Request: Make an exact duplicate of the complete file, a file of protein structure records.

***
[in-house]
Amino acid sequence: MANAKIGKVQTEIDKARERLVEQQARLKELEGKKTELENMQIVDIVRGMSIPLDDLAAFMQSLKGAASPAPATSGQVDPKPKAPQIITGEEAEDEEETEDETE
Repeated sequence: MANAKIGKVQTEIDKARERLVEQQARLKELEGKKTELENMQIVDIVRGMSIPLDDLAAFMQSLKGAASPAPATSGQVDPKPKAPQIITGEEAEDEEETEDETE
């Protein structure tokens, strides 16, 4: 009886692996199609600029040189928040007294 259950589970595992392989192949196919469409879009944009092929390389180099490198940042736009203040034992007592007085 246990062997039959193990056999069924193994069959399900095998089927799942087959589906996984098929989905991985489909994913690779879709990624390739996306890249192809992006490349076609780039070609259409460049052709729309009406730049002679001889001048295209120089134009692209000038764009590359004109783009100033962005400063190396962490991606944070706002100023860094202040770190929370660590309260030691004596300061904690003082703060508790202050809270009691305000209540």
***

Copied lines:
[in-house]
Amino acid sequence: MANAKIGKVQTEIDKARERLVEQQARLKELEGKKTELENMQIVDIVRGMSIPLDDLAAFMQSLKGAASPAPATSGQVDPKPKAPQIITGEEAEDEEETEDETE
Repeated sequence: MANAKIGKVQTEIDKARERLVEQQARLKELEGKKTELENMQIVDIVRGMSIPLDDLAAFMQSLKGAASPAPATSGQVDPKPKAPQIITGEEAEDEEETEDETE
């Protein structure tokens, strides 16, 4: 009886692996199609600029040189928040007294 259950589970595992392989192949196919469409879009944009092929390389180099490198940042736009203040034992007592007085 246990062997039959193990056999069924193994069959399900095998089927799942087959589906996984098929989905991985489909994913690779879709990624390739996306890249192809992006490349076609780039070609259409460049052709729309009406730049002679001889001048295209120089134009692209000038764009590359004109783009100033962005400063190396962490991606944070706002100023860094202040770190929370660590309260030691004596300061904690003082703060508790202050809270009691305000209540």